College: a love-hate relationship

Since it’s the most “love filled” day of the year let’s talk about love, specifically your love for college. Or maybe your hatred towards it. After three semesters of doing this college thing I feel as though I have enough experience to voice my opinions about the complex lifestyle that we live for four short years. It’s really not as simple as dorm life, education, and making friends. It’s about juggling the hundreds of tasks that you need to complete in order to have a good time, education, and plan for the future. These seem like everyday tasks of life, but when they’re being demanded of you every single day of your college career, it starts to get a little overwhelming. I’m sure you’ve heard horror stories of freshman who had to transfer because of their horrific roommate, or maybe because they were bullied by a certain club they joined. These are simply the factors that come with a bunch of 18-year-old high school grads that are pushed into a single environment. Bad things are bound to happen. To handle this love-hate relationship, I’ve come to realize that finding your balance is key to having a great college experience. 

After being at high school with kids that you’ve known for possibility over a decade, it’s time to move into your cubical sized room with two twin beds. It’s obviously not an ideal living situation but it will do for two semesters. The hate relationship with dorm life is centered around your living situation that leaves you no privacy or alone time. It’s not easy to adjust from the comfort of your room back home to a shared space with (at first) a stranger. The love relationship with this though is meeting new people on your floor or your suite. It’s fun making new friends but sometimes its stressful. Personally, trying to be myself around new people isn’t the easiest because I always worry… will they understand my sense of humor? Can they relate to the same things that I do? On top of all of this you’re given the freshman stigma, the idea that “you don’t know the ropes yet” which honestly there’s some truth to that, just the idea that you’re treated like the babies by others gets annoying. Freshman year is something you can’t really relive, so there’s this pressure to do it perfectly which is almost impossible. Make the best friends, establish a good GPA, join the best clubs, and overall have a good time. Something that people don’t realize is that these aspects of college don’t come with a snap of a finger. It takes time to form these friendships and adjust to the intense workload.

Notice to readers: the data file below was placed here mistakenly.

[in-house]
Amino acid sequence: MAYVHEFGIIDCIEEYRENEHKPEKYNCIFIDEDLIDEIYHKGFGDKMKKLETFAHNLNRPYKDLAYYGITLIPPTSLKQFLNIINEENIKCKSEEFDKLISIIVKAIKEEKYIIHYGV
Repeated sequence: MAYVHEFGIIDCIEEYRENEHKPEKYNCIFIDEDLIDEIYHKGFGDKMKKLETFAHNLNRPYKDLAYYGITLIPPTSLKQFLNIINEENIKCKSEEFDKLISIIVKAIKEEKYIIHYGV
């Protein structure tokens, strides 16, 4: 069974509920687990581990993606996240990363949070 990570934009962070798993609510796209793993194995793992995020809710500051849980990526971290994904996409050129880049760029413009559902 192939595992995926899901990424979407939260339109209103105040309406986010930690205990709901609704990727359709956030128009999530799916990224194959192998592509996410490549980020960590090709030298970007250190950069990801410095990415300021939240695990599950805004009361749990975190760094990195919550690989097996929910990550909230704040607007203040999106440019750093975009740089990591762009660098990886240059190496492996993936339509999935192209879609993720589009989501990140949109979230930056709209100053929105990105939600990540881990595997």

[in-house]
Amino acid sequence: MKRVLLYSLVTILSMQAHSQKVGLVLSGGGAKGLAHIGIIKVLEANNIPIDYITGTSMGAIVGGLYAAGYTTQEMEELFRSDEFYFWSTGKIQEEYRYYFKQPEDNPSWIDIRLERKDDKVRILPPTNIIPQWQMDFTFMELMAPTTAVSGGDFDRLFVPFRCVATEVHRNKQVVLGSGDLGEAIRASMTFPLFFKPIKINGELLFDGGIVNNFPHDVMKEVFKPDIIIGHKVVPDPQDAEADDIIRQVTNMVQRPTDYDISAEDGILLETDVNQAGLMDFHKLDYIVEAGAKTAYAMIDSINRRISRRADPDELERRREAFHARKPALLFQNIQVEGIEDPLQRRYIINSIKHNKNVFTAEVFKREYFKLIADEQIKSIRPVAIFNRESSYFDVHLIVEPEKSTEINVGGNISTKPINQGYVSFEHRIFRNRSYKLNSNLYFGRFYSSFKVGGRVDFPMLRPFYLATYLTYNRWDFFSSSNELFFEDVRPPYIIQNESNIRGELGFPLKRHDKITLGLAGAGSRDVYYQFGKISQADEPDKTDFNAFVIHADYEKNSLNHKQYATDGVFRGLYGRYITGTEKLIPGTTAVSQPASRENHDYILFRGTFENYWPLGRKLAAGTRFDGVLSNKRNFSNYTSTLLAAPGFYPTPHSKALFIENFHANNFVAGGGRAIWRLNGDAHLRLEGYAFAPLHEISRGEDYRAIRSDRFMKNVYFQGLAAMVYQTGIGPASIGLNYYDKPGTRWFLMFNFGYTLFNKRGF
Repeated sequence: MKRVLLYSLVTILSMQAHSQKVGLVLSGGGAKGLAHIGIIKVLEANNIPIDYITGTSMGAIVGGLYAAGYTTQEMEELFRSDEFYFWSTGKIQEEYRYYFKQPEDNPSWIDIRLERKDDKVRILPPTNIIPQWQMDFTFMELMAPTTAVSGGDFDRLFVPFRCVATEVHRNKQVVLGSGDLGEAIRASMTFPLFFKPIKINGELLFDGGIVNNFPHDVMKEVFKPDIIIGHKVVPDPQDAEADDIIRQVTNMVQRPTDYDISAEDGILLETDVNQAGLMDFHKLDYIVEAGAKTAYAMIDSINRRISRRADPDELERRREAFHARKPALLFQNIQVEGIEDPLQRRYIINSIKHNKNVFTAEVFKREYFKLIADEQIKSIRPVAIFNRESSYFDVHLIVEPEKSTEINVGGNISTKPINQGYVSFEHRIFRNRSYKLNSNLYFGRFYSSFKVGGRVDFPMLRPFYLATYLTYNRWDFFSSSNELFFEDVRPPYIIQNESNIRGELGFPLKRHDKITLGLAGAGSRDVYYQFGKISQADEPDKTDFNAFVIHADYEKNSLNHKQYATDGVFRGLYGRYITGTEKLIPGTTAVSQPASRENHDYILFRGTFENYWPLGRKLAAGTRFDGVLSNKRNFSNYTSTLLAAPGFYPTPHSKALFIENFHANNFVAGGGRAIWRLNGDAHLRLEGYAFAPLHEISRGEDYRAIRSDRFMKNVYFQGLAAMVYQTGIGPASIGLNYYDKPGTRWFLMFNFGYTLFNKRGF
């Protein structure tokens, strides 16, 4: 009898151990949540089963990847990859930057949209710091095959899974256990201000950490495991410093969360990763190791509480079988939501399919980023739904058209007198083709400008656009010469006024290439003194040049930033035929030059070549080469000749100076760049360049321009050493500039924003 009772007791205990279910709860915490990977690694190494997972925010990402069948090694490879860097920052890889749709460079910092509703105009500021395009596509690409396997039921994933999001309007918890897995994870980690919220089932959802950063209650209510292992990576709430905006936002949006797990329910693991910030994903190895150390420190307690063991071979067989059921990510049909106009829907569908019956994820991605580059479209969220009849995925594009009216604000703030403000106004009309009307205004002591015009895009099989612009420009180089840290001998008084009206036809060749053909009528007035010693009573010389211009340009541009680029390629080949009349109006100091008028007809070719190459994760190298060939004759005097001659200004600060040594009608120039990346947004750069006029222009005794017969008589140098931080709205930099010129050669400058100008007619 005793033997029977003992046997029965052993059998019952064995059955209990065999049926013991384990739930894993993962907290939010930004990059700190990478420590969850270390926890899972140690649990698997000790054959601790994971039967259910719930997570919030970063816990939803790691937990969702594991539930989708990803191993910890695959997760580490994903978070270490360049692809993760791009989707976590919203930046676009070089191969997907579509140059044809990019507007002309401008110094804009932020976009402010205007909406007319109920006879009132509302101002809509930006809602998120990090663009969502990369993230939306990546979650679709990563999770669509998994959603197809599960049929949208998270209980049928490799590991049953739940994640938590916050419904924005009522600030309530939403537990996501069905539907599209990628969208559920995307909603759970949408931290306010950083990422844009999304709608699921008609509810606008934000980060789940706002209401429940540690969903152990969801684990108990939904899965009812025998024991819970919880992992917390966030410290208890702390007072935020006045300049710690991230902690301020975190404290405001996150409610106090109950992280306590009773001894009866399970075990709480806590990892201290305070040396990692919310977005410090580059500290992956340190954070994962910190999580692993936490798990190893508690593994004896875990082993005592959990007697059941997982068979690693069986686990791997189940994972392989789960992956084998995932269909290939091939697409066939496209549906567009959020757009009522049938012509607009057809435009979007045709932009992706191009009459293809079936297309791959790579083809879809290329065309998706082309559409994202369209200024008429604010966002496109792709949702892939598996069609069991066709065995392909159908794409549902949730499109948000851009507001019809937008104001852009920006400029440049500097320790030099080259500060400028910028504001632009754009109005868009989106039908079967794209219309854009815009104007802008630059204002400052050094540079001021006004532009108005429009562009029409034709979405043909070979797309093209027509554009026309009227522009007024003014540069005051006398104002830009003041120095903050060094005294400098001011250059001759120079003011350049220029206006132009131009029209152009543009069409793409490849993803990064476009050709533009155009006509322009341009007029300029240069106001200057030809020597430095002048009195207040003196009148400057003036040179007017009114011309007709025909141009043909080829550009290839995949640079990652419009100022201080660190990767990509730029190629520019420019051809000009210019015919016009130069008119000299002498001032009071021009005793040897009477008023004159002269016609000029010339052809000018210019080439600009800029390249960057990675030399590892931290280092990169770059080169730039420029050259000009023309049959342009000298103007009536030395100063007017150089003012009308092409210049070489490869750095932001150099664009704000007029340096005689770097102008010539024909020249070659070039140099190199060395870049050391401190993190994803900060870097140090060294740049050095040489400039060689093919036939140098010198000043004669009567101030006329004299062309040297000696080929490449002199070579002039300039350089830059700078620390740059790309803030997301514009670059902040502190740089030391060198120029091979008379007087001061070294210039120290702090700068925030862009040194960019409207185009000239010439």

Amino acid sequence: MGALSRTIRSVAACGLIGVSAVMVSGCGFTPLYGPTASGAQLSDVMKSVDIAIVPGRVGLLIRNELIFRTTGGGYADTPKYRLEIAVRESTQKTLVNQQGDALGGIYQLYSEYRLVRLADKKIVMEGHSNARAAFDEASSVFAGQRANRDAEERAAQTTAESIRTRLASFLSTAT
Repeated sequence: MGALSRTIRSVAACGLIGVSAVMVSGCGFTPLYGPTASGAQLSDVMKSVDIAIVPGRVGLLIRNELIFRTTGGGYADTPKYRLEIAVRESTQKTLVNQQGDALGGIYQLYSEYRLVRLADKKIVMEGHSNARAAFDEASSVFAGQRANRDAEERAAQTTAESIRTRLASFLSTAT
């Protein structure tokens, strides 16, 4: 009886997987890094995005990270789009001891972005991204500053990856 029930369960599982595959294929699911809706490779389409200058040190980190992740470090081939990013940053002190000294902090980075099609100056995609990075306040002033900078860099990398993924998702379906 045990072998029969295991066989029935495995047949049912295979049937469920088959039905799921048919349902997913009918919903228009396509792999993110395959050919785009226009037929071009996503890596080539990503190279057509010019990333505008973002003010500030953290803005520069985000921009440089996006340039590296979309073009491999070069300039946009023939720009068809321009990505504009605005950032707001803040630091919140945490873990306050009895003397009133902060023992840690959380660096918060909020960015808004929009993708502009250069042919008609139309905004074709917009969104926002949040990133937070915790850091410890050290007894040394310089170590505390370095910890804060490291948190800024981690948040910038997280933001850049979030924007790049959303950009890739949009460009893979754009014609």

When my mom and dad told me that college was going to be hard, I didn’t think they meant hard like this

I was expecting the schoolwork to be hard but not the lifestyle itself. Simply balancing studying and social life is where I had the most difficulty. If your gonna stay up till 2am on a Tuesday night hanging out with your hall mates fooling around, you’re not going to do well on that test Wednesday at 9am. It’s not a hard thing to understand, it’s a hard thing to avoid when you want to hang out with the new friends you’ve made to form a stronger relationship with them. As a freshman, it wasn’t easy for me to say no to that party on Friday instead of staying in and finishing my assignment. In fact it took me a whole semester to realize that if I wanted to hang out with my friends I needed to get all of my work done before Friday night. That sounds dumb of me while I type this, that it was that hard for me to put school first, but it’s something I’ve observed in not only freshman but many college students. Im sure you’ve heard the words… “college will be the best four years of your life.

And just that saying itself proves the expectation that us students need to live up to, to have a good time here. The pressure for “the best four years” is what pushes students to end up having the worst four years. 

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